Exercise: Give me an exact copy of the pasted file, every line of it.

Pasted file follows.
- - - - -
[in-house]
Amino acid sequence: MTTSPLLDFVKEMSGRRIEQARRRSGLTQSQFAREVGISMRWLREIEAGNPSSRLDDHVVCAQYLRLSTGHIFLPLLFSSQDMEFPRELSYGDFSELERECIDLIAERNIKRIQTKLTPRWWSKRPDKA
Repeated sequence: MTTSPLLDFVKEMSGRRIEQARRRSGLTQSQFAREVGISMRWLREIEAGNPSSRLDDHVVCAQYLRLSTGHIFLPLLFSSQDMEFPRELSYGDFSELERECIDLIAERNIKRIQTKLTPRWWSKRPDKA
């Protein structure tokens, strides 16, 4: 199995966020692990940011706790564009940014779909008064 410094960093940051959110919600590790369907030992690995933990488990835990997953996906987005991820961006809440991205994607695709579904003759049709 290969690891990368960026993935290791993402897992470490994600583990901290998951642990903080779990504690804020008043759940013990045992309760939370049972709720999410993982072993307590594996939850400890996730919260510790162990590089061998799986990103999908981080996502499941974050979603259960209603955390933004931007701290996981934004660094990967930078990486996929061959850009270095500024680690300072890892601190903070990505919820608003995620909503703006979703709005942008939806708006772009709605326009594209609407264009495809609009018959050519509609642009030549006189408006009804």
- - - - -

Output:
[in-house]
Amino acid sequence: MTTSPLLDFVKEMSGRRIEQARRRSGLTQSQFAREVGISMRWLREIEAGNPSSRLDDHVVCAQYLRLSTGHIFLPLLFSSQDMEFPRELSYGDFSELERECIDLIAERNIKRIQTKLTPRWWSKRPDKA
Repeated sequence: MTTSPLLDFVKEMSGRRIEQARRRSGLTQSQFAREVGISMRWLREIEAGNPSSRLDDHVVCAQYLRLSTGHIFLPLLFSSQDMEFPRELSYGDFSELERECIDLIAERNIKRIQTKLTPRWWSKRPDKA
């Protein structure tokens, strides 16, 4: 199995966020692990940011706790564009940014779909008064 410094960093940051959110919600590790369907030992690995933990488990835990997953996906987005991820961006809440991205994607695709579904003759049709 290969690891990368960026993935290791993402897992470490994600583990901290998951642990903080779990504690804020008043759940013990045992309760939370049972709720999410993982072993307590594996939850400890996730919260510790162990590089061998799986990103999908981080996502499941974050979603259960209603955390933004931007701290996981934004660094990967930078990486996929061959850009270095500024680690300072890892601190903070990505919820608003995620909503703006979703709005942008939806708006772009709605326009594209609407264009495809609009018959050519509609642009030549006189408006009804």